From fellow Kansans, now in Wyoming, Congratulations on a job well done. Happy Trails ahead!! The D. Bradleys
One bad thing about retiring--you'll be busier than ever. Congratulations and good luck,
Lynn, I hope you enjoy your retirement from your 'other job' and will have more time to write all kinds of interesting stories for us to enjoy. Have a wonderful retirement! -- Connie Snyder
As a retiree I never have figured out whether you should be
congratulated when you retire or not, it's really just another milestone
in life. I hope you enjoy your retirement as much as I have mine. One of
the reasons for the enjoyment is working for EKIS and Susan Stafford, so
you have a head start in that department.
~Barbara in Salem, MO
Thank's Lynn, you've been a big help to someone
new to research. Best Wishes
Ness City Ks
Congratulations on your achievements and thank you for your contributions. I didn't take any history courses from you when I was on the hill but I sure wish I had. I hope you enjoy your retirement and have a ball with all your new projects and adventures. Please don't forget us on Ks-L. Please continue to share your observations and interpretations. We love them.
Thanks, Lynn, for helping create a truly world class genealogy and Kansas history resource! Good luck and Best wishes!
Lynn, congratulations on a long career at the University of Kansas (and perhaps other universities that I don't know about), and THANKS so much for giving us former and present Kansans an opportunity to create a record on the World Wide Web of the sacrifices and achievements of our ancestors in Kansas! Also I enjoyed reading about your story of your experience with sunflowers, keep up the good (and for you, enjoyable) work!
(volunteer on Cutler's
History of the State of Kansas
on the Kansas Heritage Server)
Congratulations and thanks for making history alive and well on the internet. Good luck in your future endeavors.
University of Missouri - System
Congratulations to Prof. Nelson on his retirement. I have come to have enormous respect and admiration for his stories and for his work in helping make KANSAS-L the great virtual community it has become.
Good Luck. You were a great teacher and a great inspiration!
~John H. Monnett
Professor of History
Metropolitan State College of Denver
As a born & raised Kansan, and a graduate of KU, I extend a heartfelt "yeehaw" as celebration and congratulations of this new chapter you are beginning! wow, 35 yrs at KU! ya know, I envy that. you had a long career in something you feel very passionate about, and that's rare. keep sendin' them cards and letters, we love 'em.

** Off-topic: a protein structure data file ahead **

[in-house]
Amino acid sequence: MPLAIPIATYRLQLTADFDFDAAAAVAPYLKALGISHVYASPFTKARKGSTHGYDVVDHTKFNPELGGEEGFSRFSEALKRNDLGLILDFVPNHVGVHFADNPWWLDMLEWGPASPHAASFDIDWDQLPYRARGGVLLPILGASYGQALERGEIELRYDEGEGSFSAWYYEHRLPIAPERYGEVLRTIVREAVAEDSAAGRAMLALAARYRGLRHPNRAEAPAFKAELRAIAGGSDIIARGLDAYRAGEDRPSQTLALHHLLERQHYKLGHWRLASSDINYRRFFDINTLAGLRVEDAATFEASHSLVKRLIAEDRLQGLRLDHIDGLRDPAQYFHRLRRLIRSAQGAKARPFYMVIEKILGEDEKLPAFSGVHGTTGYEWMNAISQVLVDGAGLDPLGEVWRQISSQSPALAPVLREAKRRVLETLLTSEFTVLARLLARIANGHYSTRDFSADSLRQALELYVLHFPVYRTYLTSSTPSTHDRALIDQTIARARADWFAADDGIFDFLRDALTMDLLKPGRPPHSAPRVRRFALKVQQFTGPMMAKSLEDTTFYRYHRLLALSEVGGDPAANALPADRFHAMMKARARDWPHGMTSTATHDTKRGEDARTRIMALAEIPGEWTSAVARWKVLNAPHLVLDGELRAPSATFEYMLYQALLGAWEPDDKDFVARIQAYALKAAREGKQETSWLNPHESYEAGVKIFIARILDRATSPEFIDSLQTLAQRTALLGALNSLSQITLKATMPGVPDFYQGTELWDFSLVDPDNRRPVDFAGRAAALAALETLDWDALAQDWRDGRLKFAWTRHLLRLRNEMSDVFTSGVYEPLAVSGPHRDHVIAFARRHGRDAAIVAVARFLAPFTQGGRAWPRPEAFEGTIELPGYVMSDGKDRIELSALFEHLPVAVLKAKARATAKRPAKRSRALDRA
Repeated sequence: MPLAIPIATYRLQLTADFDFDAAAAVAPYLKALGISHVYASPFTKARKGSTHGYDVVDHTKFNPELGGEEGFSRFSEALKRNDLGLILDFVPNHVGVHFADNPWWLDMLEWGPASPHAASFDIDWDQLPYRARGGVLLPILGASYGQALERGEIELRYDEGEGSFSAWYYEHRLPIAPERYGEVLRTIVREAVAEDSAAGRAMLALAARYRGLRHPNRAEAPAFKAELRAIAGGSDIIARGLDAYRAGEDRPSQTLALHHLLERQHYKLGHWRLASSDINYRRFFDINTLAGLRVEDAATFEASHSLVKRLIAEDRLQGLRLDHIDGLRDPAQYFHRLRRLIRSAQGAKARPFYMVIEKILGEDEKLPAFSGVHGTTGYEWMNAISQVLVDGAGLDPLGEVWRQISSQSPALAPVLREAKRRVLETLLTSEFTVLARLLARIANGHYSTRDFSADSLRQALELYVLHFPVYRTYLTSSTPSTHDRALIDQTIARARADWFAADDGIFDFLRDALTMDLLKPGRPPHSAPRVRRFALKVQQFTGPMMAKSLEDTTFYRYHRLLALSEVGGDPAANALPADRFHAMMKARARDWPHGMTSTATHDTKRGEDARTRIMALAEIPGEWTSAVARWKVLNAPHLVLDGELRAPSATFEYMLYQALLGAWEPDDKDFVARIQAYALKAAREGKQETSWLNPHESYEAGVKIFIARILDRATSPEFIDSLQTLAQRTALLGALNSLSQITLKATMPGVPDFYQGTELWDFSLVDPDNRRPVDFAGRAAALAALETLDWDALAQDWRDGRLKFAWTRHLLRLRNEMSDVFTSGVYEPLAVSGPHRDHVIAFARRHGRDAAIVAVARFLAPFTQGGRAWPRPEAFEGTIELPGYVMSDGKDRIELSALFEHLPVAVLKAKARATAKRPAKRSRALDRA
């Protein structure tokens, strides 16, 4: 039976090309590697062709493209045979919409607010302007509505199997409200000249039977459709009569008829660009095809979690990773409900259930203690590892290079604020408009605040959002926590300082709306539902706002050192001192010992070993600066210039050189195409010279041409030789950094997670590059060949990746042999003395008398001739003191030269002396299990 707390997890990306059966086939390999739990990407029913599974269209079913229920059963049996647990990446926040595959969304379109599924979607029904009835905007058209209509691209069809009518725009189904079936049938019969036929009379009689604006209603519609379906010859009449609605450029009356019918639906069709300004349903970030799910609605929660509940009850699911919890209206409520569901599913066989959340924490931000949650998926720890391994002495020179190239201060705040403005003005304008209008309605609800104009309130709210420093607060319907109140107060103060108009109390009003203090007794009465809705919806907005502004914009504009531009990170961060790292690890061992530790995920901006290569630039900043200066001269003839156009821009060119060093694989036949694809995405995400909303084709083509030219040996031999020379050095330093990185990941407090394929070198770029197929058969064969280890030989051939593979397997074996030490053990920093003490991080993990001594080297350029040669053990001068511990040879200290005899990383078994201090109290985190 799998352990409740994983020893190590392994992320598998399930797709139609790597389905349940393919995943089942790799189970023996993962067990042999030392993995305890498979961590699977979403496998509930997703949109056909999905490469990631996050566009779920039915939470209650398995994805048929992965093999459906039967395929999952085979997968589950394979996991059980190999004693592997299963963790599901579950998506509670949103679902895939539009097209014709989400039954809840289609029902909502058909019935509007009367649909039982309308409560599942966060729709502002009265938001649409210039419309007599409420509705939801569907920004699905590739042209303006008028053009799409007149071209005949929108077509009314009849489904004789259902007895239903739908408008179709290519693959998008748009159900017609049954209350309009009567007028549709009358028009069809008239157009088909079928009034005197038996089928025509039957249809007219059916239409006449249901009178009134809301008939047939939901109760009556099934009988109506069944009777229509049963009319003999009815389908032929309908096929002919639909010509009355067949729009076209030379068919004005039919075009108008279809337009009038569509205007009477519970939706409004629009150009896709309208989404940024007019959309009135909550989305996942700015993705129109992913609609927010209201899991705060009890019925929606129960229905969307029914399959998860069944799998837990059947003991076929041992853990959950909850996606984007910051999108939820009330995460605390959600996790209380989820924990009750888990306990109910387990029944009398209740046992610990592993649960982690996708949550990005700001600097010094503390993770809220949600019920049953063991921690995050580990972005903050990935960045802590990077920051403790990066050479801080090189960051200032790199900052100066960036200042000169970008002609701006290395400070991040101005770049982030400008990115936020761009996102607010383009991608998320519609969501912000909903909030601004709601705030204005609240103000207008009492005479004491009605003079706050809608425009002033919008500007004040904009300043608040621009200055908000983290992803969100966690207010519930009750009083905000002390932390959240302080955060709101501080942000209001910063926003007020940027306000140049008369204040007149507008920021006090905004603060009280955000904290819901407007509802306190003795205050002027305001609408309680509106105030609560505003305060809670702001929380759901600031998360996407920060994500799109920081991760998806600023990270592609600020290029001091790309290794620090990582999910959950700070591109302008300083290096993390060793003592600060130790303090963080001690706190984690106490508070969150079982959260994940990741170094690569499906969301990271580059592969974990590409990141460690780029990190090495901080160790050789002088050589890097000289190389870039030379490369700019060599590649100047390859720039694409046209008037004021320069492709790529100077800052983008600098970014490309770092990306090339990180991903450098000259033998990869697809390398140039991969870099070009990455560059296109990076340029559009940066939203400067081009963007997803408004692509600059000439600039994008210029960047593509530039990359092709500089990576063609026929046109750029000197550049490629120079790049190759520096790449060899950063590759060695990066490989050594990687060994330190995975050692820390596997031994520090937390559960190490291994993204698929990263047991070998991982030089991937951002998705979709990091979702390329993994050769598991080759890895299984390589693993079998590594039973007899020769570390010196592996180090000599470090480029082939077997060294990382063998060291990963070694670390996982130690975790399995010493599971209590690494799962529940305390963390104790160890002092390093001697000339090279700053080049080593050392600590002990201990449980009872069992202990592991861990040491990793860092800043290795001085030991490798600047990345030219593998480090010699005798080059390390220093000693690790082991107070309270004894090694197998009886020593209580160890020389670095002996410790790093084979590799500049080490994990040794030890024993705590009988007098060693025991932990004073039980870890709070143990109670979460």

~margie in seattle
lynn, congratulations. who would have thought those years back when i was an ancient/medieval history student and you a medieval history professor that we would end up doing kansas history together. go figure. mat.
You've been retired now for at least a month, and that should be enough for anybody. Time to start again....
Thank you for getting this "Kansas THING" started. Many of us have rekindled interest in our family's Kansas Pioneers because of what you started, but the Kansas History sites are interesting even if our ancestors weren't involved in the particular county. It is just another reason to be proud of being a Kansan.
Lynn ... I have enjoyed your stories so much, that I have a special folder in my email to save them. I am sure your retirement is well earned and I can't wait to see what you do with the second half of your life. More stories, I hope. You have been so successful in all of your endeavors, you will surely become a great curmudgeon. ;-) Congratulations on your retirement and I look forward to reading more email and stories.
Although I've only enjoyed your stories for a brief time I am looking forward to more and would like to see a collection of short stories or a book by you to add to my bookshelf. Intertaining, humor, fine writing and educational at the same time. Wonderful! Happiness, good health and prosperity in your future.
~Lee Nichols -- your Topeka neighbor.
~Ray Downing in Las Vegas, NV
Lynn, congratulations on your 35 years at the 2nd best university in the great state of Kansas! And a great big huge "Thank You" for your work on the Kansas web sites and kansas-l. Having this connection to my home state makes me a little less homesick and makes me feel connected in a way that only being there exceeds. I'm looking forward to much more of your writings in the years to come.
Jane Beach Soder, Seattle
~Col. Ray Beery, USAF-Ret.
The best is left unsaid. With much appreciation.
Best wishes on your new career. As one approaching retirement, I'm looking forward to all those projects and items of interest that have been postponed (like learning how to play a bass guitar in a blues band). I know you have lots of those stored somewhere and hope that you can get after them in a timely fashion. Again-- Congratulations.